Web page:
Tis’ the season to… issue trigger warnings around shopping centres

In the area of profound intellectual and multiple disabilities we often talk about sensory focused practice: approaching people being mindful of their sensory preferences and challenges.

Today, I opt for a no-sense day. No, not a nonsense day, a no-sense day.

You see, yesterday my sensory system got flooded.

KMart should have warning signs: warning music will be louder (actually or just felt), your visual system will be bombarded with restocking of all the christmas crap, your proprioceptive and vestibular system will be shocked as you don’t know how to dodge the staff unstocking all the stuff with their boxes (and your won’t know how to find that copy of Bad Guys 5 because your memory will go into shut down), even your sense of smell is going to be attacked as the dial for everything is turned up.

You will go home, take migraine tablets and painkillers because your neurological system will cross all of the wires.

So today, I choose no-sense. All sounds will be barely audible, curtains will be drawn, smells will be nuetral or safely chosen, movements calculated and minimised, brain switched to slow, low, no…

I am thankful that I can choose and shape my no-sense day.

I understand why people hit out, bite, scratch, scream, bang their heads – desperate attempts to either control their systems or the explosions that come when control can not be gained. To hit, to scream, to run, to panic when the flood is uncontrollable.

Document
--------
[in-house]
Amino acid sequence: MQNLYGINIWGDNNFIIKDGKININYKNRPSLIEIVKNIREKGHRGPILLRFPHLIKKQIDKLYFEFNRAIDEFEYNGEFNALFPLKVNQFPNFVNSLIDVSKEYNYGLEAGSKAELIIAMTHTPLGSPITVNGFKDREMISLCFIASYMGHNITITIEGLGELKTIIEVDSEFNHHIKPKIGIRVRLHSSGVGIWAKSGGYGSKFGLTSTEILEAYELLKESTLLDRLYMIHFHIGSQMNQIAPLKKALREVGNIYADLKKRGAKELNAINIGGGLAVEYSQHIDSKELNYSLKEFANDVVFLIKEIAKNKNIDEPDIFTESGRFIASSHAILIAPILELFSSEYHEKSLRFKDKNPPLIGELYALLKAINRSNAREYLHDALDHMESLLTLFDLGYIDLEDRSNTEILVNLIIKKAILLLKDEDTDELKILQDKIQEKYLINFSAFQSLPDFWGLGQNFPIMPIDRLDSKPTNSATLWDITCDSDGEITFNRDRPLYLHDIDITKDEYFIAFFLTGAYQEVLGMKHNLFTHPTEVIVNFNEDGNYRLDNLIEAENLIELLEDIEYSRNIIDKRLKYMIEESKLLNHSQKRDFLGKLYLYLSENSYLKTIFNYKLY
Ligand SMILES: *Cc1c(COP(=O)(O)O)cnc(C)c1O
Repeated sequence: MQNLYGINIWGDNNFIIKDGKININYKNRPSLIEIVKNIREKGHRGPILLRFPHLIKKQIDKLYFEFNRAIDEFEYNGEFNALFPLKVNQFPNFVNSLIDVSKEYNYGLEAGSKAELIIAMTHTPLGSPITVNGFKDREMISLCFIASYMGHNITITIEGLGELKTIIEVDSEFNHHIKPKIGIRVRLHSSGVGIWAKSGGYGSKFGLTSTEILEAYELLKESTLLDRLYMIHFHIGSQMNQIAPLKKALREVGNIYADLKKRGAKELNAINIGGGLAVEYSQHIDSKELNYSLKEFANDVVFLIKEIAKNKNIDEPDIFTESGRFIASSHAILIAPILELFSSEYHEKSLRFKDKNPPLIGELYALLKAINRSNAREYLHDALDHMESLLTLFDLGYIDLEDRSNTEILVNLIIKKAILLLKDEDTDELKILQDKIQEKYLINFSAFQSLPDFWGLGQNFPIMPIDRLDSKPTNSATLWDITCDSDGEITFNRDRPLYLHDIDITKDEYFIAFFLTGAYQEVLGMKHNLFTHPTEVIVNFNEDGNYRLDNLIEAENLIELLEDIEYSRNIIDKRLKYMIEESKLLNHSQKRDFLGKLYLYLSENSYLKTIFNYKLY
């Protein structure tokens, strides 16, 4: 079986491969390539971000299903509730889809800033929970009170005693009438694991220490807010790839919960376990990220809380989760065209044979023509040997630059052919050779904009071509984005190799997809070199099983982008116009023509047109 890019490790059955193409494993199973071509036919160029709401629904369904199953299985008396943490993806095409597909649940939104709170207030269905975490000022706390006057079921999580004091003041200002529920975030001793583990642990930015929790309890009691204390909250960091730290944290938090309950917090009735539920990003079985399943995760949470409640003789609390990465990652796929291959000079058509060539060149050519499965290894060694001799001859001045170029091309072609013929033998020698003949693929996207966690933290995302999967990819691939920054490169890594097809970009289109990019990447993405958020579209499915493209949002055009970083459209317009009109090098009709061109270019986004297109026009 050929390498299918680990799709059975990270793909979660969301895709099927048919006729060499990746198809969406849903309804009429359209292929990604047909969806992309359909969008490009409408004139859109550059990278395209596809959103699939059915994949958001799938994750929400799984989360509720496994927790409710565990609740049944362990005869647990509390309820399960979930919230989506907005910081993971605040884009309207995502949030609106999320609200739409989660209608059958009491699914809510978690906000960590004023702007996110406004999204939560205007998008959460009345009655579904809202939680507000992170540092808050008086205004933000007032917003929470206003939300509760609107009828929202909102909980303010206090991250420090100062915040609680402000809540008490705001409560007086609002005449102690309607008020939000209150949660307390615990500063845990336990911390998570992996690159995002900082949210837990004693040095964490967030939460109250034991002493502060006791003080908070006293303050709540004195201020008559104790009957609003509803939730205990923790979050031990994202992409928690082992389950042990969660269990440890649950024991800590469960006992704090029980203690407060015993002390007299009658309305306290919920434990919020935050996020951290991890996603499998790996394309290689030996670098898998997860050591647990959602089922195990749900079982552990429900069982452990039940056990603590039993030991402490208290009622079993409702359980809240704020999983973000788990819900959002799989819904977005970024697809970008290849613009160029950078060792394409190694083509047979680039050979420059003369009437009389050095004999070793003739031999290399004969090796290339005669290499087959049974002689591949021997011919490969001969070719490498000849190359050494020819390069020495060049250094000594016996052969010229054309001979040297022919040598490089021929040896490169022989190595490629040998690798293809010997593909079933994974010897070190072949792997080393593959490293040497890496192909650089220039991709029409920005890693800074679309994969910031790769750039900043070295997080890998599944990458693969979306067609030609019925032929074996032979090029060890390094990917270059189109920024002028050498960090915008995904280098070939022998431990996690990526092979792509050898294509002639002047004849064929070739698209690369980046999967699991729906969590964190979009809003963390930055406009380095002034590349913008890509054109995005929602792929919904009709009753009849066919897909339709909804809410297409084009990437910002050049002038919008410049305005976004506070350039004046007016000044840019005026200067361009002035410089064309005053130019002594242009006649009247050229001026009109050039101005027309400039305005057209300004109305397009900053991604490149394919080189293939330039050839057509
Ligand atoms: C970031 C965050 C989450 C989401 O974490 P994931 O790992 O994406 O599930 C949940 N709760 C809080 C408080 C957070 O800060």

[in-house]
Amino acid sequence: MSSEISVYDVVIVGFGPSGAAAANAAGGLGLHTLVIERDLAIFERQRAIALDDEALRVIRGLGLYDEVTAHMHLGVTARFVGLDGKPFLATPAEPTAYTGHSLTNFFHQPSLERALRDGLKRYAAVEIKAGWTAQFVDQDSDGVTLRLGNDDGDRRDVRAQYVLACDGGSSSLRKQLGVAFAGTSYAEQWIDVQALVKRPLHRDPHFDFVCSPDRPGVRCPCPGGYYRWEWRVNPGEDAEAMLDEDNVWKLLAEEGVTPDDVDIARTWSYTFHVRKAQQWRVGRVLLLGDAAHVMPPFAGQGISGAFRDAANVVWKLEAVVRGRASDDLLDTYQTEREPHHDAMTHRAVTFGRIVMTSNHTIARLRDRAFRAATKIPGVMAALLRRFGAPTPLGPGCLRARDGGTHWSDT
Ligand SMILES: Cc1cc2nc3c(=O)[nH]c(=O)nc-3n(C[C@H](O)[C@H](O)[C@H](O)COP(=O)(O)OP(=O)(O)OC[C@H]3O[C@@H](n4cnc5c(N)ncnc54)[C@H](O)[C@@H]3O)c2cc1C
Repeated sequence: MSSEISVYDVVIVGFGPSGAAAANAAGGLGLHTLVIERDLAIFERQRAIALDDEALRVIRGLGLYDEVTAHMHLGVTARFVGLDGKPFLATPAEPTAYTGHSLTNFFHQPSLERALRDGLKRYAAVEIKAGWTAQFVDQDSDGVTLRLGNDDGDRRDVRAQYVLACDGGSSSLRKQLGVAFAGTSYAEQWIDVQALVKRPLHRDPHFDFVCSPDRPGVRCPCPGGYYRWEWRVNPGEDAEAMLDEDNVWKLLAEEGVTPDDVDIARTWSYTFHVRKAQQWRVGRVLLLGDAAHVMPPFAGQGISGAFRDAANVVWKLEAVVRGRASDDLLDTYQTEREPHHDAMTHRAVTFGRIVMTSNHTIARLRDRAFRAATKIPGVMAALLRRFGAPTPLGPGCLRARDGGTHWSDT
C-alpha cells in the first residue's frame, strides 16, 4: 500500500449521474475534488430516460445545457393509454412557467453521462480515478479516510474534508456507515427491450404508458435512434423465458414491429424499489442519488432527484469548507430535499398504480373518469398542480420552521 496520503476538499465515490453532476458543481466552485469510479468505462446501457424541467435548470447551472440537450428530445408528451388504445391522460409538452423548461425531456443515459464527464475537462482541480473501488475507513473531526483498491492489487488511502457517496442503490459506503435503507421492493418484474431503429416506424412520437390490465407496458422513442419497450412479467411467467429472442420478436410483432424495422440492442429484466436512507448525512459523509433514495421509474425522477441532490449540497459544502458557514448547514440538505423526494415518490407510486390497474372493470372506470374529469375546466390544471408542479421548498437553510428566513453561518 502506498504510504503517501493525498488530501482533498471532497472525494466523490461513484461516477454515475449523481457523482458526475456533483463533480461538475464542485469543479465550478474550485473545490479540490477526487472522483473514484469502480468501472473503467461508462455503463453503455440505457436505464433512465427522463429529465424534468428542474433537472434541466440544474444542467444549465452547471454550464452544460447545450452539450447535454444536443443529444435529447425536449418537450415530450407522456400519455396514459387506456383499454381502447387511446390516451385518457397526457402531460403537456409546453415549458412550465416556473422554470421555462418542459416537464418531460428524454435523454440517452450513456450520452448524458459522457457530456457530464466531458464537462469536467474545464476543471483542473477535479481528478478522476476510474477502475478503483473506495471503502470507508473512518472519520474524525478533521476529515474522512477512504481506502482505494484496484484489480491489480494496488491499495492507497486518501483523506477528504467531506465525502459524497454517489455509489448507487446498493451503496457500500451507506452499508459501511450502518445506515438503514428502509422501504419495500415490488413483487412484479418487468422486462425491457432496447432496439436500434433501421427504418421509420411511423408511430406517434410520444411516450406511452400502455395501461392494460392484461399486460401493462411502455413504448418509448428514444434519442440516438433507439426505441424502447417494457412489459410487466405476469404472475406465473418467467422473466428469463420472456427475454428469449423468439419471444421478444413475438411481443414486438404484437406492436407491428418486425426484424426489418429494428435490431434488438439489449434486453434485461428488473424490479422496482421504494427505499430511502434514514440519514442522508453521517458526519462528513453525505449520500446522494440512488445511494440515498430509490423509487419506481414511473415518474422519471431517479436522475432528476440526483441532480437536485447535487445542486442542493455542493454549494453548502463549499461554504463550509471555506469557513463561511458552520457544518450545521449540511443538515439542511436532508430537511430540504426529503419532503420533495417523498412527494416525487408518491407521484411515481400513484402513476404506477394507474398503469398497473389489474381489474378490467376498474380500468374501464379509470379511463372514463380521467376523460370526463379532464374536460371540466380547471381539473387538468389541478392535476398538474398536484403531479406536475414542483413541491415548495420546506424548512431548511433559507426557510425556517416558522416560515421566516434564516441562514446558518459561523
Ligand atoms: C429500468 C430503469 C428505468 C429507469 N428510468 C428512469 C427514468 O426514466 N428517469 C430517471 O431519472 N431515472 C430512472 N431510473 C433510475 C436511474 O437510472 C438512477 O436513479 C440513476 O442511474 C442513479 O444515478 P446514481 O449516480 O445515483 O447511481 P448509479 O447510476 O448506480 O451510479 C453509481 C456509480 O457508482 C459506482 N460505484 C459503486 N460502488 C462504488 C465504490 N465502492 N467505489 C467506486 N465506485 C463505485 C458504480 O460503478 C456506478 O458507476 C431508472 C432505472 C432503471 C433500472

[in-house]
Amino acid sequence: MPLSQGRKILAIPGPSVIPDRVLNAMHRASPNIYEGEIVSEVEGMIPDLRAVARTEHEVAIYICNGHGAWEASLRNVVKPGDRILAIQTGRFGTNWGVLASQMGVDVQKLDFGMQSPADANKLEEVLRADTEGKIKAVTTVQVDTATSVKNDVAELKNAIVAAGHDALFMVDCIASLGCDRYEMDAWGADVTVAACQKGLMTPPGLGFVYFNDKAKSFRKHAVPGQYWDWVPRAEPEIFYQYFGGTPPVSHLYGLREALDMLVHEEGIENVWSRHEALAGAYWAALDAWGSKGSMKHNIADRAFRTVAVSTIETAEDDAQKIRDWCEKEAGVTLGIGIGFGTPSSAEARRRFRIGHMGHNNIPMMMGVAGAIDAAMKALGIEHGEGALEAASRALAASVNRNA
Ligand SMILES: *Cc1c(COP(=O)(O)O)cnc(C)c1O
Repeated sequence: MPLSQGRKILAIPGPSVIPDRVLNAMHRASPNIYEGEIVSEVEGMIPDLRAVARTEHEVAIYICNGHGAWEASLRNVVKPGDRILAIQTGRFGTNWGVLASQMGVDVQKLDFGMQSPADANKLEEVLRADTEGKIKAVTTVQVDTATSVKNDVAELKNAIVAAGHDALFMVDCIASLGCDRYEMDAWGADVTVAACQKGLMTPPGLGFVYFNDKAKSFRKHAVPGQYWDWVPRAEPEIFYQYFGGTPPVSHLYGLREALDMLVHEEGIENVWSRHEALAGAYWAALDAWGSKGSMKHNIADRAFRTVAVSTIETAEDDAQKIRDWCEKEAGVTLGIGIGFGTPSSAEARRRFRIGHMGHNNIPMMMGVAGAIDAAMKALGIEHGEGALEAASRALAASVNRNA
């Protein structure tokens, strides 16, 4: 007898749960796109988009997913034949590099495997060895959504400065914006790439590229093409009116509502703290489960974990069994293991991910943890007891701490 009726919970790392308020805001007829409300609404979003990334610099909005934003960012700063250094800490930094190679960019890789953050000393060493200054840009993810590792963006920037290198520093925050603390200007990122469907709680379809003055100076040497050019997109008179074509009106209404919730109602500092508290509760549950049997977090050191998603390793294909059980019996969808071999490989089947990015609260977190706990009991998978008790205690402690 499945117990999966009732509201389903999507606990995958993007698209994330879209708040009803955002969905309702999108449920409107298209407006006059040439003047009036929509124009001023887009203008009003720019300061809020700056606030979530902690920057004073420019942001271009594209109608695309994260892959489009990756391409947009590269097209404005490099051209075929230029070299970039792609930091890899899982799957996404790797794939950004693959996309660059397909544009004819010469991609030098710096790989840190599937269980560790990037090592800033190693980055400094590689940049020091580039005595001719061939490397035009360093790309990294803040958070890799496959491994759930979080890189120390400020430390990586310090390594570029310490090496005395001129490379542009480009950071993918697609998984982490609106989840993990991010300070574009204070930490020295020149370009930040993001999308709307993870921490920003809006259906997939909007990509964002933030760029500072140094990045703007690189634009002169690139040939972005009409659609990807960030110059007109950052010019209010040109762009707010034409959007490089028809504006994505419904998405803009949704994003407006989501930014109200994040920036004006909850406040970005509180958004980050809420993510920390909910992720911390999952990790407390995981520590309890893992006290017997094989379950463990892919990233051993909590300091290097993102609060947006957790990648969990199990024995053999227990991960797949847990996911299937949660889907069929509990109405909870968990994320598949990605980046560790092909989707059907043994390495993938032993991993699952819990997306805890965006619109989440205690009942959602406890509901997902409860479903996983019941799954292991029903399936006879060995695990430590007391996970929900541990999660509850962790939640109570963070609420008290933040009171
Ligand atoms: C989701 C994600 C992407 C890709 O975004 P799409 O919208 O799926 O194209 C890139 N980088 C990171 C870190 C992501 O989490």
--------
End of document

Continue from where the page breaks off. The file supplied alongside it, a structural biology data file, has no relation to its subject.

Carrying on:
Wishing everyone either the ability to regulate themsevlves or to be surrounded by insightful, empathic, educated, ambassodors to do the regulation when a person can not do it themselves. A hand to hold when the world is fragmenting; a guide rope to return to safety.

One thought on “Tis’ the season to… issue trigger warnings around shopping centres

  1. A strange synergy, but just came across Becky Lydden’s video on Emotional Exhaustion on her Sensory Spectacular (sorry just saying that phrase gives me a little sense of panic when the sensory world is experienced as a threat) youtube. https://youtu.be/-tL79VHjOkY … while I agree that exercise can sometimes be a great diffuser, sometimes it feels like a potentially added stressor as my proprioceptive system goes into overdrive to not fall over, or my visual and auditory system become hypervigilant… For me, a sensory deprivation tank, seems like a place much more to bring my equilibrium back.

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